Dim Florida Trumper Matt Gaetz has clearly seen too many action movies. He even got his name on the gossip site TMZ:

Gaetz compared his move to the Spartans in the the 2006 movie, “300.” Seriously, you gotta see how pumped he was — we fully expected him to shout, “This … is … Washington!!!”

Apologies for the exclamation points in triplicate, that was the gossip rag, not me. It does, however, point out how juvenile and jejune this frat boy tantrum was.

Gaetz may think that he’s Gerard Butler in 300 but there’s a more apt cinematic analogy:

That’s Gaetz’s DUI mugshot paired with John Belushi as Bluto in Animal House. Apologies to Belushi’s fans and family but Bluto and Matty are peas in a pod. TOGA. TOGA. TOGA.

This stunt was a noisy attempt to distract attention from the devastating testimony of Ambassador William Taylor, which, in a sane world would have led to calls for President* Pennywise’s resignation. This is not a sane world, alas.

If Bill Taylor is so horrible, why did Secretary of State Pompeo personally ask him to go to Ukraine? The GOP’s only answer was a frat boy tantrum in the House. It’s a gross process argument that insults the public’s intelligence; much like Trumpism and Teabaggery.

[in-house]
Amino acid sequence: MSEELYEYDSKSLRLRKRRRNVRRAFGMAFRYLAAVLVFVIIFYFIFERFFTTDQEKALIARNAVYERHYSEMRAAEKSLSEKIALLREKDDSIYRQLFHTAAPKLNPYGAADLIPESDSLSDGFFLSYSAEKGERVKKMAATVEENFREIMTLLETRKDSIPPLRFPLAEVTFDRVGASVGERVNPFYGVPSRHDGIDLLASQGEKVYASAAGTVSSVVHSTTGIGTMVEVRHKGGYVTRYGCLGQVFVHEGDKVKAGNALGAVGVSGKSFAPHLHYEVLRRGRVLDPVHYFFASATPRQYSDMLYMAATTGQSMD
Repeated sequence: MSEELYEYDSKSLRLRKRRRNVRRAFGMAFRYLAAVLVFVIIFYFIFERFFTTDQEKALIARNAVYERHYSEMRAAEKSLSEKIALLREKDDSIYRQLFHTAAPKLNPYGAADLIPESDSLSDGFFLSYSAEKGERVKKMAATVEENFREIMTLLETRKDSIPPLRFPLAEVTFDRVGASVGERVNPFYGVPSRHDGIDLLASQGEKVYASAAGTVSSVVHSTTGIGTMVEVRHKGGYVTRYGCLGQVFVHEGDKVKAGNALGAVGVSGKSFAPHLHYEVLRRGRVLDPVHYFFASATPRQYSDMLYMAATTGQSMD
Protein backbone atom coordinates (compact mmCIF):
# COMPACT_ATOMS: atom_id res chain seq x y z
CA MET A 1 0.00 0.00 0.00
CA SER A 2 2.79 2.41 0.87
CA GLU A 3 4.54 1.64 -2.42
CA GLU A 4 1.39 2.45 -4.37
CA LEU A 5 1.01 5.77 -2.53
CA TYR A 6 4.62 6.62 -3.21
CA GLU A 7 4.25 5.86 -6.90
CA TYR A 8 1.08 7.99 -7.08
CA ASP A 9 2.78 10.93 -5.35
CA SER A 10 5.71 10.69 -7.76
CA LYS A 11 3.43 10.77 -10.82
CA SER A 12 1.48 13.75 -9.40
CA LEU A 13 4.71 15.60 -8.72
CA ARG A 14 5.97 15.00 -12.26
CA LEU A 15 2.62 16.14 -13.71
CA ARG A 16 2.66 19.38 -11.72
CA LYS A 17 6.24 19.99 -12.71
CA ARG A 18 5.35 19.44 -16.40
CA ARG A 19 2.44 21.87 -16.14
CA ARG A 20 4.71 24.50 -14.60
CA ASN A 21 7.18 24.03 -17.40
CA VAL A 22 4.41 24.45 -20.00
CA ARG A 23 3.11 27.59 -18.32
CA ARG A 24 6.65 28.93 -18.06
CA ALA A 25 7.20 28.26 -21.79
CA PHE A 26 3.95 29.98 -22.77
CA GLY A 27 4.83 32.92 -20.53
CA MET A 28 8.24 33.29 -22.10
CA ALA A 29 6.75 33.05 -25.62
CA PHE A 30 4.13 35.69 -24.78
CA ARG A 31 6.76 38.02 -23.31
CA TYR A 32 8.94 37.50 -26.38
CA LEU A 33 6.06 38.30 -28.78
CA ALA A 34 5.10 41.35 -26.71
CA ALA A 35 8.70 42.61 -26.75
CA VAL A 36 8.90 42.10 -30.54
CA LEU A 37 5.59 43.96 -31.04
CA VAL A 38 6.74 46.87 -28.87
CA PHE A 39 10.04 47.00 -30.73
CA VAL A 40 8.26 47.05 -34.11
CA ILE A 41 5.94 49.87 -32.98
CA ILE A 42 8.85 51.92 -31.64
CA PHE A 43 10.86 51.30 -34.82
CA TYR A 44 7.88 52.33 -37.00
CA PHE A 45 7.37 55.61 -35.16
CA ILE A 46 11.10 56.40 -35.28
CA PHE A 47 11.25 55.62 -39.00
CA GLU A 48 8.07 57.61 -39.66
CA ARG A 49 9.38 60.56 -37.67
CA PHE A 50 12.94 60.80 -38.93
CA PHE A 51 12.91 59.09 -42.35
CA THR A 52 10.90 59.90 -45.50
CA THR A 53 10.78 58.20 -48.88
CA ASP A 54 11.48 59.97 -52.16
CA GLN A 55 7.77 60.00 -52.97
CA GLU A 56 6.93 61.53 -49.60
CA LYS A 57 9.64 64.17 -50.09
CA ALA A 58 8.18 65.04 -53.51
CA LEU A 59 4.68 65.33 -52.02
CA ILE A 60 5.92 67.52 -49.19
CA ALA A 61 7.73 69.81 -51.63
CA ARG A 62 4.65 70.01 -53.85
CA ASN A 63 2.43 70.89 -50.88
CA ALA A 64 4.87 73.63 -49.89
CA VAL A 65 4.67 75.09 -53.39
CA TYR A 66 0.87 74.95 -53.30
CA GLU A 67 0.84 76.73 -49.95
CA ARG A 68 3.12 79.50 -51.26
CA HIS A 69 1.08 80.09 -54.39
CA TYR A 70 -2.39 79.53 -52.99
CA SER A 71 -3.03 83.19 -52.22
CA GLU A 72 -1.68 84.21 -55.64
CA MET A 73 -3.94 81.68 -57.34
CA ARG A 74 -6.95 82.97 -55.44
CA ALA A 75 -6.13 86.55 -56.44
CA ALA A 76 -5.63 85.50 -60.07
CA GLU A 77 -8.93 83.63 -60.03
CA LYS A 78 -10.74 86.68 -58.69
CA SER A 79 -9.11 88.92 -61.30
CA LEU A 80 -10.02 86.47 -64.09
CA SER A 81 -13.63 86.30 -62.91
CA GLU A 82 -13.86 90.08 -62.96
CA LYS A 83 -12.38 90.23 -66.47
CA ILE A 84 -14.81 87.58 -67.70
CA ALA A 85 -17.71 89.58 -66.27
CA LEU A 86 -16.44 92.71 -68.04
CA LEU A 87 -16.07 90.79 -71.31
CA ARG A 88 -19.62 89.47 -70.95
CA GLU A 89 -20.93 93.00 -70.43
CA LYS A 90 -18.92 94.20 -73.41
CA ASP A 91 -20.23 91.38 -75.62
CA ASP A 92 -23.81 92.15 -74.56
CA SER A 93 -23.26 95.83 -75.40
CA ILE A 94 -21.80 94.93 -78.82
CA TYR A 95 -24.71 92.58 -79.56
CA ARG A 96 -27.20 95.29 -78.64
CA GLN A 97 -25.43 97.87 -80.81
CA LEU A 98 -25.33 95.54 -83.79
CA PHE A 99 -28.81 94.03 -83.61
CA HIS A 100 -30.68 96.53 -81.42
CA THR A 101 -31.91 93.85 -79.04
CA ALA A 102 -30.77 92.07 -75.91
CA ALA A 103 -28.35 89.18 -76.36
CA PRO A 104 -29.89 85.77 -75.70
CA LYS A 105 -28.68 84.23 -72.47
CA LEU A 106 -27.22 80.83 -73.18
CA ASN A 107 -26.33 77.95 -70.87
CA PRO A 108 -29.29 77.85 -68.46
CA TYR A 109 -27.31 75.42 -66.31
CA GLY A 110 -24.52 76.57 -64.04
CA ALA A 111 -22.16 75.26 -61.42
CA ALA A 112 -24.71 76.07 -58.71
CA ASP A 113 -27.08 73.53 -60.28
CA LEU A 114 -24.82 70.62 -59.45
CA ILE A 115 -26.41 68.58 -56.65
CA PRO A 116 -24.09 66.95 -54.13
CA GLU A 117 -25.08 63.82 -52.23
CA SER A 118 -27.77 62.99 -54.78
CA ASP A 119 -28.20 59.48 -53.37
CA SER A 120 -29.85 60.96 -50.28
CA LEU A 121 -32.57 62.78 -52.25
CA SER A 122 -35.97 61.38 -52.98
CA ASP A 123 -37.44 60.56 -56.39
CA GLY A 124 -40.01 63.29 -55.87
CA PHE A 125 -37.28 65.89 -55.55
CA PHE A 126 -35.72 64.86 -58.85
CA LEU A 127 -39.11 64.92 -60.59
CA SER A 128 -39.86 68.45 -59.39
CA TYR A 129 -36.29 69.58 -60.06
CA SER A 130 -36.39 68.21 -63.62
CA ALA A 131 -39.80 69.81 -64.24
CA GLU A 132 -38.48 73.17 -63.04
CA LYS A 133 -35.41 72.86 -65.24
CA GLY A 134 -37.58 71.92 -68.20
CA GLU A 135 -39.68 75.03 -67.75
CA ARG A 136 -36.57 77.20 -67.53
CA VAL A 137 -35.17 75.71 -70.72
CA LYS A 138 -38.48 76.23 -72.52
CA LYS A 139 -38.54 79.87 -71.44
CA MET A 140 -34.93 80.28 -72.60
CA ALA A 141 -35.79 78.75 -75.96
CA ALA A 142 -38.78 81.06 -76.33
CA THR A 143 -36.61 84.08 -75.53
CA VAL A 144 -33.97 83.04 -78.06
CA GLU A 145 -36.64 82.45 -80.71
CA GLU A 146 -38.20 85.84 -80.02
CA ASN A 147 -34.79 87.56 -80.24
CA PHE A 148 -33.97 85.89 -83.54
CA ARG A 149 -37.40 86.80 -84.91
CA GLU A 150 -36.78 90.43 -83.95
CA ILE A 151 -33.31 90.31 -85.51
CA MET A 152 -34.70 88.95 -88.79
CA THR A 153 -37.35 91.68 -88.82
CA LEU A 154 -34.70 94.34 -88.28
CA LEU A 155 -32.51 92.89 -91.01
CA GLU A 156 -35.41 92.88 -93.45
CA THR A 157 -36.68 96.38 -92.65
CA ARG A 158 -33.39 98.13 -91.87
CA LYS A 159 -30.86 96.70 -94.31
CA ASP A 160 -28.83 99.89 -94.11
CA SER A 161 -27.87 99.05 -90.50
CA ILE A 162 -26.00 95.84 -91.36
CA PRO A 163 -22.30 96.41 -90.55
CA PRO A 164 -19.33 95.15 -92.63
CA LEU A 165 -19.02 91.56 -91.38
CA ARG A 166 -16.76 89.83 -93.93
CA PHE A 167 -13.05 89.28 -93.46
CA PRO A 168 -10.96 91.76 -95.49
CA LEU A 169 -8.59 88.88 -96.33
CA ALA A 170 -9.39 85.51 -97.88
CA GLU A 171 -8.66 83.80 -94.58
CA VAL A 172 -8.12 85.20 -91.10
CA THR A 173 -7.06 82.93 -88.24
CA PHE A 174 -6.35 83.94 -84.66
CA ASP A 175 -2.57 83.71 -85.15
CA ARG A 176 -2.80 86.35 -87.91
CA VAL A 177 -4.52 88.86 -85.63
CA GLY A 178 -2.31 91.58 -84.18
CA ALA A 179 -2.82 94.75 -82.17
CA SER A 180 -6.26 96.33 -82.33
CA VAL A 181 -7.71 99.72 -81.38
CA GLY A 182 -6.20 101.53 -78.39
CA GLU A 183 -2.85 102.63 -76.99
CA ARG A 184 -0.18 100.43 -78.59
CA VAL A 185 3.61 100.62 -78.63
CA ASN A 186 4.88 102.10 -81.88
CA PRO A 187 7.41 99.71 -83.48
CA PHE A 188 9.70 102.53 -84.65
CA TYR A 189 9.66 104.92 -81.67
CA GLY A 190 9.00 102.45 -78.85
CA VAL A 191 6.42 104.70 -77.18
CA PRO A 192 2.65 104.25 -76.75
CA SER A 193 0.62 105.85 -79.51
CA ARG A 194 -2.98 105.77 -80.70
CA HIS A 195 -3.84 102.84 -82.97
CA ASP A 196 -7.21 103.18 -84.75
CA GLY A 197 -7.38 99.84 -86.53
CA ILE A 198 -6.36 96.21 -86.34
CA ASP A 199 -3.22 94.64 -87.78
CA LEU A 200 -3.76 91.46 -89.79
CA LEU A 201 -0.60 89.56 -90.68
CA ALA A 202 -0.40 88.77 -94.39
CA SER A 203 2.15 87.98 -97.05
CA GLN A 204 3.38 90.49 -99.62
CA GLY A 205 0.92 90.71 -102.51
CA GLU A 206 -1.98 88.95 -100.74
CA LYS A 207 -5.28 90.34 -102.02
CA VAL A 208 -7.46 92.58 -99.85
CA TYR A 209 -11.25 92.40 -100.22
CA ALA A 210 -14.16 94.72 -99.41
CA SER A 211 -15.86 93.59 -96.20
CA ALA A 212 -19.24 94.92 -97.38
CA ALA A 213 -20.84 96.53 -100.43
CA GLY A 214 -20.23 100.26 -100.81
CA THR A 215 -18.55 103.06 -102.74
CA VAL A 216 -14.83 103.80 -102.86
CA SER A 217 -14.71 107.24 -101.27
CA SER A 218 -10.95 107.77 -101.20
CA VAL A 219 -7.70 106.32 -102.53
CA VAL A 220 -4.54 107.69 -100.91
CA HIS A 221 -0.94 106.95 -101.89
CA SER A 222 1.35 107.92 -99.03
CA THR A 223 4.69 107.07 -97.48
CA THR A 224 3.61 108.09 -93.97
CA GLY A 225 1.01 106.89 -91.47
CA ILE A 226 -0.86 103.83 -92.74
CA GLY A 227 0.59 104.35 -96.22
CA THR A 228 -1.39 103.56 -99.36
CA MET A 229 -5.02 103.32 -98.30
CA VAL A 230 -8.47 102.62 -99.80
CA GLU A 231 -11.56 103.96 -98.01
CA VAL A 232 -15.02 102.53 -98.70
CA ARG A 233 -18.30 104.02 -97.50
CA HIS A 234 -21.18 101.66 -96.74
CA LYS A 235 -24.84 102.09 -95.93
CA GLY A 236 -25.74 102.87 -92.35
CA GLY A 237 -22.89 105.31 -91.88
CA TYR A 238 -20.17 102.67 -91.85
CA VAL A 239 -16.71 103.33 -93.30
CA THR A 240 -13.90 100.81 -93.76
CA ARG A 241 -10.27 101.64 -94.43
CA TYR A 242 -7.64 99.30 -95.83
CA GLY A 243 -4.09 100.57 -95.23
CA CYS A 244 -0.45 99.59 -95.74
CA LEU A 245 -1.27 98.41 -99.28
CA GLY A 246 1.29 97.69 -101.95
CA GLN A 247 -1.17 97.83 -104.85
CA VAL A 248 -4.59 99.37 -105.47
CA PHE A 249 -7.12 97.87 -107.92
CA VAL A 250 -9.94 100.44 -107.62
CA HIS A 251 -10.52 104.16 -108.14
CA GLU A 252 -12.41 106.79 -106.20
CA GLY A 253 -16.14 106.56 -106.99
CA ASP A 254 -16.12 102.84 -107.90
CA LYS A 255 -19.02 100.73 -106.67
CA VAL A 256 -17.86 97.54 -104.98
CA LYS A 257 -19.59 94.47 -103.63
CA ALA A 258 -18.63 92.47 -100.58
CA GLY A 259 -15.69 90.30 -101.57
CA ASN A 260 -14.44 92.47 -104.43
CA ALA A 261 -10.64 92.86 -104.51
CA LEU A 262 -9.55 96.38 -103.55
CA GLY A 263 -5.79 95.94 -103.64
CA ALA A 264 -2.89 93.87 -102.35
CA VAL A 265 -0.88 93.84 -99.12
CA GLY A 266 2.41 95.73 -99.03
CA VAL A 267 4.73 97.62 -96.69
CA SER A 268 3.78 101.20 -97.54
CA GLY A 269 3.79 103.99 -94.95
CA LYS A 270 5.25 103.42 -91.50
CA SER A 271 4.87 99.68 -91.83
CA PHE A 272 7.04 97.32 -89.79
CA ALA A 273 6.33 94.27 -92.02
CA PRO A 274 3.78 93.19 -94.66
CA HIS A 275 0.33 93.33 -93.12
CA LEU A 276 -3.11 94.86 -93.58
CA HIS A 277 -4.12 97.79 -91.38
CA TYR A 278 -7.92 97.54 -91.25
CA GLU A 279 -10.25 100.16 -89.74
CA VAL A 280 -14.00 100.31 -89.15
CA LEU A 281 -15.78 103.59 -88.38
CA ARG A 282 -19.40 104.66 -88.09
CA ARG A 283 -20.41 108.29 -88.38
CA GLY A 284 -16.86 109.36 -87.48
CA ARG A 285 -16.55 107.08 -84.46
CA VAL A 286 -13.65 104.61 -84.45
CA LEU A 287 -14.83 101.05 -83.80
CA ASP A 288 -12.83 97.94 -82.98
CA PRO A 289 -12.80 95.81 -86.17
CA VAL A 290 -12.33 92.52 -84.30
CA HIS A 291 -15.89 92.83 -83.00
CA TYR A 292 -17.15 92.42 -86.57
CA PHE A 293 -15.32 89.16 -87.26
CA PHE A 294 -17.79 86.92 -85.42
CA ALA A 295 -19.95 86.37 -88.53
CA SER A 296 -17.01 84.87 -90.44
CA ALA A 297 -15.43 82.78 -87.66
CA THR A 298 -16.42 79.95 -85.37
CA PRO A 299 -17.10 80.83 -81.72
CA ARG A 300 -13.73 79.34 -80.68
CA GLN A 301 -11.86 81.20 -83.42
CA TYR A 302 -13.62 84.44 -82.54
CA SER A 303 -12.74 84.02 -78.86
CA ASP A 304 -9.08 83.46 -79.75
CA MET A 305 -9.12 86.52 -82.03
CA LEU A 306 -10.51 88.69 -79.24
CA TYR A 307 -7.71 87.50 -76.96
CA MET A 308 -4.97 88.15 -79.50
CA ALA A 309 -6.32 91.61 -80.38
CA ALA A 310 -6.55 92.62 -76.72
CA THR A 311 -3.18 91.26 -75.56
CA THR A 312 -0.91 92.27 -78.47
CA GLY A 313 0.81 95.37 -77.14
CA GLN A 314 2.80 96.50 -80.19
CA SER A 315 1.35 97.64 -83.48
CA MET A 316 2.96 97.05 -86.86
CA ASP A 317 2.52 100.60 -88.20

Allow me to put my lapsed lawyer hat on again. In the impeachment process, the House is like a grand jury and impeachment is like an indictment. They’re at the evidence gathering stage right now: taking depositions to nail down witness testimony. This same process was used by the dread Trey Gowdy during the BENGHAZI, BENGHAZI, BENGHAZI investigation. It was followed by public hearings. House Democrats are walking in Trey’s footsteps as it were. There will be public hearings, which are akin to a preliminary hearing in the criminal justice system. It’s an imperfect analogy but it’s mine, all mine.